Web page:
How the Meals to You program went from a small pilot to serving millions of meals during the pandemic

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Last summer, Baylor University’s Collaborative on Hunger and Poverty launched a pilot for its Meals to You program, which shipped five days’ worth of shelf-stable breakfasts and lunches to the houses of rural students who had trouble accessing a USDA summer meal site. 

The initial 10-week pilot, conducted in partnership with the USDA, involved 20 school districts throughout Texas. By the end of the summer, the program had served around 485,000 meals and was deemed a success. Program leaders were planning to expand the pilot this summer to include new districts in Texas, New Mexico and Alaska, but then COVID-19 hit. 

As school nutrition teams across the country began switching to grab-and-go curbside meals, Executive Director of the Baylor Collaborative on Hunger and Poverty Jeremy Everett and his peers realized that, just like with the summer meal sites, rural students had problems accessing the food. 

“The curbside meal program which worked pretty well in urban areas and suburban areas [and] just didn't work, obviously, in areas for kids who live too far away from the school,” he says.

Instead of implementing the expanded pilot, Everett and his team decided to scale up the Meals to You program to reach students in rural districts all across the country, and schools were eager to participate. 

“Initially, we were going to think about doing 20,000 kids, and then it was 100,000 kids, and then we had over 100,000 applications in the first week that we opened up the program, so we knew that we needed to expand beyond that,” Everett says. “And so, ultimately, we expanded to about 300,000 kids in 43 states and a couple of territories.”

Scaling up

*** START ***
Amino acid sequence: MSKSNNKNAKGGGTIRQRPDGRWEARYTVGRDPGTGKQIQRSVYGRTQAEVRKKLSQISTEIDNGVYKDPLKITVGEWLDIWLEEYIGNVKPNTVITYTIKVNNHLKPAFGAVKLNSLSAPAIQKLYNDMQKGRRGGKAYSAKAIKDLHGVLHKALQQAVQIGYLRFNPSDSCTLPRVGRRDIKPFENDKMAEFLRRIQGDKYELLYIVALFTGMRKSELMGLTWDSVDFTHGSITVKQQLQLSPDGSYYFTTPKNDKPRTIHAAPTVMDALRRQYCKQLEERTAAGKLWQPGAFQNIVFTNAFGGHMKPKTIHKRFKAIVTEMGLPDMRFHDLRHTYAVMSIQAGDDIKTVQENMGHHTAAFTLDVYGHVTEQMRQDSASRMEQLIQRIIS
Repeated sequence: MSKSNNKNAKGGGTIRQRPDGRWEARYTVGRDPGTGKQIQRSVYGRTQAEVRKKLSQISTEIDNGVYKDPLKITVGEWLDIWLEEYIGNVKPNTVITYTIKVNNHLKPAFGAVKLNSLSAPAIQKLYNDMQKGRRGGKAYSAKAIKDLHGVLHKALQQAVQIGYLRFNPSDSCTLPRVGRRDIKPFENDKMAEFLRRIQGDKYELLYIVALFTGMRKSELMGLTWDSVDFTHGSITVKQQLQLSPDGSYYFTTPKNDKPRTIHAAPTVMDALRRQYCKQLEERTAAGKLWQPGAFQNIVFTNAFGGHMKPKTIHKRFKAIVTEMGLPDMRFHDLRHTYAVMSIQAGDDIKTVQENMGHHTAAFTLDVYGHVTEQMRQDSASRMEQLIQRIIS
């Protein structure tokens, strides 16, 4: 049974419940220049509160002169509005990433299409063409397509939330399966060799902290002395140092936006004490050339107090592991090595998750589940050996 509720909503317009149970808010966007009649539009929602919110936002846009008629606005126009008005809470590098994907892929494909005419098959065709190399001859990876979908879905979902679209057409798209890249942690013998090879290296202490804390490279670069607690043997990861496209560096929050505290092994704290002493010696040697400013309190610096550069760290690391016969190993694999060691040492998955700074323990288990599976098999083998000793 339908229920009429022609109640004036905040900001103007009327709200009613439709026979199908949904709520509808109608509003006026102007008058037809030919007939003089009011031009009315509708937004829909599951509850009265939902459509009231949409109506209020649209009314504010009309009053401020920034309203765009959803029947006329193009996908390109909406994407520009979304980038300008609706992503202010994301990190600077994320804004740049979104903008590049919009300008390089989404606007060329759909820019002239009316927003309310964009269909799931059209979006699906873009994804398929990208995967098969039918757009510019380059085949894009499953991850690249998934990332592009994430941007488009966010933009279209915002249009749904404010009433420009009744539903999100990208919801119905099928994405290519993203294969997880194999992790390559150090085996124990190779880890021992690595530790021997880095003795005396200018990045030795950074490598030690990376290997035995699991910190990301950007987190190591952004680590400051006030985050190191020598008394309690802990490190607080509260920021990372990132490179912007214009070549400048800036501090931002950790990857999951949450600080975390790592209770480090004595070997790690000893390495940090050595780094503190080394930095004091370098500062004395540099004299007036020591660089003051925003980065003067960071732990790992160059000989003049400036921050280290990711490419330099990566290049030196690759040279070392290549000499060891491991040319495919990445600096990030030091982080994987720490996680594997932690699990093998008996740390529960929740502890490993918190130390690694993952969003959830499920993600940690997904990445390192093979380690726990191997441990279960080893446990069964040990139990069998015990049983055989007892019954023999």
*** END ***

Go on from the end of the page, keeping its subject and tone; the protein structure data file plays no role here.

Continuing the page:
In order to grow that quickly, the team at Baylor relied heavily on its program partners, especially Chartwells K12, as it was the only one with extensive first-hand knowledge of serving school meals. 

One of the biggest challenges the program faced was ensuring a diverse array of menu items in the meal boxes.  

“I think one of the things that we realized pretty quickly is it's actually easy to put together a menu that meets the rules of the Summer Food Service Program that’s shelf stable,” says Chartwells K12 CEO Belinda Oakley. “But it’s not easy to put together a menu that has [an] appropriate amount of variety.” 

Chartwells K12 spent weeks lining up suppliers and procuring a range of items to make sure students would not get bored with the meals each week. 

“You really have to be looking at it as, ‘What would my kid want to eat?’ Or you know, ‘What's going to make me be excited to open the cupboard for the day?’” Oakley says. 

All told, the program served around 5 million meals each week over the course of the summer. Breakfast options included different types of whole grain muffins, while lunch featured menu items such as tuna or chicken salad with whole-grain crackers and tortilla chips with salsa and refried beans. 

Prepping for fall 

Next summer, Meals to You plans to revert back to the expanded 3-state pilot it was originally hoping to implement in 2020. 

In the meantime, program officials are also going to help train school districts that would like to continue sending out meal boxes for their students in the fall. 

“School districts and states have said that they want to continue to do the program in the fall, knowing some of their kids aren't going to be able to attend school and knowing that schools may shut down for, you know, a week or two weeks at a time throughout the year,” Everett says. “We'll kind of train them on how to do this and what types of food to order, and we've set up a customer service team to work with all those school districts that might want to administer the program.”



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